Roy was sitting behind the wheel as Emma and I jumped in the car. He looked at me challengingly, as if expecting an argument from me but I just buckled in and told him to drive. A quick look behind me reassured me that Michele and Jessie were okay. I fished out the mobile phone and rang Kaye's number. My anxiety started to increase with each ring.
"Hello, Kaye speaking."
"Kaye!" I released a breath I didn't even know I was holding.
"Hello Lori!" I heard the surprise in her voice. I rarely rang her while I was at work so she immediately knew something was up.
"Where are the kids?"
"Playing in the gutter out front. You know how they love getting wet and dirty." Didn't I ever. I closed my eyes in relief.
"Kaye, I need you to do something for me. Go bring all the kids inside, lock the doors and windows, close the curtains and stay quiet. Can you do that?"
"Of course." She replied briskly. That's the wonderful thing about 40 years of sisterhood - I didn't need to waste time convincing her of my trustworthiness or sincerity. "Can you tell me what's going on?"
"Not right now, Kaye but I will when I get there."
"All right." She paused. "Whatever's going on - stay safe, okay?"
"You too, Kaye." I whispered. "Give my babies a kiss for me." She promised to do so, and I reluctantly hung up.
I looked out the window for a moment, gathering my focus as Emma took the phone and rang her house. It rang out unanswered. She bit her lip but smiled tremulously. "They're probably not even there. Mum loves to go to Rusty's Markets on Fridays..." She stopped suddenly as the realisation of what that might mean for her family struck home.
Roy glanced over. "Uh, isn't that only a block away from Central?"
"We don't know anything yet, Emma." I interjected firmly, glaring at Roy over her shoulders. "They might just be working in the garden." Her face flooded with relief at the thought and she smiled tentatively.
Emma's street looked untouched by the dramas in town. As we pulled up beside her parents' home, we looked carefully for any sign of trouble but there was nothing that hinted of danger. The woman next door was unloading groceries from her car while a couple of doors down, an elderly man walked his little dog.
The neighbour looked askance at our ambulance as we jumped out. "Emma? Is something wrong with your mum or dad?"
"Oh no," Emma assured her. "Just, ah, hitching a lift with a colleague." She met my eye and shrugged infinitesimally as if to say 'it was the best I could come up with'.
The neighbour nodded agreeably and started carrying her bags into the house.
"Oh, Mrs Moore, have you seen my mum or dad today?"
"Well, I saw your Dad this morning when he was collecting the mail. He made one of his jokes about how he wouldn't have anything to read if it wasn't for all the junk mail he receives."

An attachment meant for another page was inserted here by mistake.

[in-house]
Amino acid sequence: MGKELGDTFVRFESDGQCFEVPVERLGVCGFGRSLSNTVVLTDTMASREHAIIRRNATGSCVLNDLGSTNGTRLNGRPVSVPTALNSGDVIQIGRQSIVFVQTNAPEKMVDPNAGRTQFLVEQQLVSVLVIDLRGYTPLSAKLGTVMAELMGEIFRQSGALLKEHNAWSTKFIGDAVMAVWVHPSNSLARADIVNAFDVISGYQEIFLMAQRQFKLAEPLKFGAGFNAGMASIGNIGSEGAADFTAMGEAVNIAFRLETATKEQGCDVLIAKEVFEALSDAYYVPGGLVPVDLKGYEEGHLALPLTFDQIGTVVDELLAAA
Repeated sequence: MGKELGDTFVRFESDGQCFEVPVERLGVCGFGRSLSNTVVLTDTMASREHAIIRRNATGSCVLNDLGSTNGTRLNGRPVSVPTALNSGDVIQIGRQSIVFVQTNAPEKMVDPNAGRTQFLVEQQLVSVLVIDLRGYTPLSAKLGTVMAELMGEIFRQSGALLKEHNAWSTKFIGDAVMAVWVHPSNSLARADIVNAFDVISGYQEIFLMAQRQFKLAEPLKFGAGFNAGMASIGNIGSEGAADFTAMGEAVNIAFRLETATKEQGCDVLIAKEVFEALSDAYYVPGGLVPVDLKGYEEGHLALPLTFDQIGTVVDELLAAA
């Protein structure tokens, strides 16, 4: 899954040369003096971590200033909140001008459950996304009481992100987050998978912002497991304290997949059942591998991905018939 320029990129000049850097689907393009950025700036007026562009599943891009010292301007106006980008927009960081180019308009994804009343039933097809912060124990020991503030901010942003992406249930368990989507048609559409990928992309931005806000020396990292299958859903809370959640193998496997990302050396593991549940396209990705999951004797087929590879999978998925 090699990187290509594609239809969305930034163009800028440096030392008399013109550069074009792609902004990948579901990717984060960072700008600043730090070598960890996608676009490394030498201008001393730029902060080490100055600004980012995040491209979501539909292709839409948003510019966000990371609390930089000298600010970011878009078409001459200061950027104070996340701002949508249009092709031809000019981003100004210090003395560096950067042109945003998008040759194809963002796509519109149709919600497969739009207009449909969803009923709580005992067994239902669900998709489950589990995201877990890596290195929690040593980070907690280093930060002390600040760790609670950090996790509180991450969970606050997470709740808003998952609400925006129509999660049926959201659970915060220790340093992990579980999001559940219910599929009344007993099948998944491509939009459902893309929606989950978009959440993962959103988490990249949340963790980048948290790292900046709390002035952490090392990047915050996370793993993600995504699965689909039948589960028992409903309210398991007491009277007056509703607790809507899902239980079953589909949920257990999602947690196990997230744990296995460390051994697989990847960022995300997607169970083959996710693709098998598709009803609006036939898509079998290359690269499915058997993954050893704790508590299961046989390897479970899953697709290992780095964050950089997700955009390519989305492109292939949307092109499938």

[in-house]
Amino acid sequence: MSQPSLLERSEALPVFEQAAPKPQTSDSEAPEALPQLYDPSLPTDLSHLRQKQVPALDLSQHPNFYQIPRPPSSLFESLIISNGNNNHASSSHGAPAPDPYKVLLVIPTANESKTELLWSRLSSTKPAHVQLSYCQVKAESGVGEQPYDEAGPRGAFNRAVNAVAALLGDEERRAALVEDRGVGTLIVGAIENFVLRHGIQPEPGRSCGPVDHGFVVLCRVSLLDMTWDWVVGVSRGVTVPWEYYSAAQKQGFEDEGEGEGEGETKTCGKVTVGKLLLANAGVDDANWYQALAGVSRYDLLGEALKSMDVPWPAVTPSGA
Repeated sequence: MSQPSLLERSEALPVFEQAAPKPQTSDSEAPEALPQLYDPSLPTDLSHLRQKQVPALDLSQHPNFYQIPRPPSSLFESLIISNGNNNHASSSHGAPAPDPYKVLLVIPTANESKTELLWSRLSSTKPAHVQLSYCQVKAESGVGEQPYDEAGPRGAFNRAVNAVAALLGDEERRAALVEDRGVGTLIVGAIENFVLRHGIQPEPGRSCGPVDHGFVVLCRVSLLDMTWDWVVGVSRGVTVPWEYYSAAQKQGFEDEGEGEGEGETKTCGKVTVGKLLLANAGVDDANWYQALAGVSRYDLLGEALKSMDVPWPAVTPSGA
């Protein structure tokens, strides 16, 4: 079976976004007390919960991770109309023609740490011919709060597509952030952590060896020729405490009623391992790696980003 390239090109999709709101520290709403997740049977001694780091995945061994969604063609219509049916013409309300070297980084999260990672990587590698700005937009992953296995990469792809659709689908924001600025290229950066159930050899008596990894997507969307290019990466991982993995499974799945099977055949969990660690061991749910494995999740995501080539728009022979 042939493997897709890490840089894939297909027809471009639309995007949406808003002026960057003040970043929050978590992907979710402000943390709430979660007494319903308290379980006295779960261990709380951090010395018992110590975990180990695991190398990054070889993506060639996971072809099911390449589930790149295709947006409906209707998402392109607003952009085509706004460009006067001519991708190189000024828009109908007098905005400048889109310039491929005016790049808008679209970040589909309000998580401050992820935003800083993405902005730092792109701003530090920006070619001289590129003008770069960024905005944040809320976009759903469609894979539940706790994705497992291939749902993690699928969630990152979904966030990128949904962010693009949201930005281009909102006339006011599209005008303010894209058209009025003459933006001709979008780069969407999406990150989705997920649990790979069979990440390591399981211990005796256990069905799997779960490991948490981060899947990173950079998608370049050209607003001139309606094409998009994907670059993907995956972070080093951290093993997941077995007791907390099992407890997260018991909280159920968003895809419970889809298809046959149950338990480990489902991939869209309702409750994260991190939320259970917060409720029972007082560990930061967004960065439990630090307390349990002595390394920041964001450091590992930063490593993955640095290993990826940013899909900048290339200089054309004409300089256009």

I grinned. That sounded like Emma's Dad.
"And I think your mum went out somewhere. I saw the car leave a few hours ago."
I saw the tension in Emma's shoulders on hearing that, so I reached over and squeezed her arm reassuringly. Stepping back, I looked at Roy as he watched us from the driver's seat. "Keep a sharp eye out, Roy. Don't let anything sneak up on you and the kids."
He nodded abruptly. "Trust me. Ain't no one sneaking up on me!"
The door was unlocked. Exchanging a tense look, we stepped into the house. I immediately tensed. The house seemed way too quiet but more than that, it felt...wrong. I could tell Emma felt it, too, as her breath quickened. Carefully, we peered in the living room but there was no one there. I jerked my head towards the kitchen and silently we moved down the hall.
The small, normally cosy, kitchen stood empty and chilly. I touched the kettle. Cold. My tension immediately ratcheted up several knots. Emma's parents drank tea like it was water yet this kettle hadn't been used in hours. Don't be ridiculous, I scolded myself, you're letting Emma's anxiety affect you. Her parents may be visiting friends for the afternoon or something. I didn't succeed in convincing myself one little bit.
As I passed the sink, I saw the steel parang sitting in its block. Emma and I had bought one each four years ago on a trip to Malaysia. The heavy hatchet favoured by the infamous headhunters of Borneo worked a treat cutting through boney pieces of meat, like chicken. Quietly, I slipped it out and grasped it firmly. It's might come in use later, I assured myself, but I was careful to keep it behind my back and out of sight of Emma.
We headed for the bedrooms, placing our feet carefully on the hallway's wooden floorboards. My heart started pounding like a drum as we neared the master bedroom. Please, please let there be no one there, I prayed fervently. I could see Emma's hands shaking as she slowly pushed open the door.
The room appeared empty, but before I could breathe a sigh of relief, I heard a familiar sound that sent a knife through my gut. It was the sound my old dog used to make as he gnawed on a bone.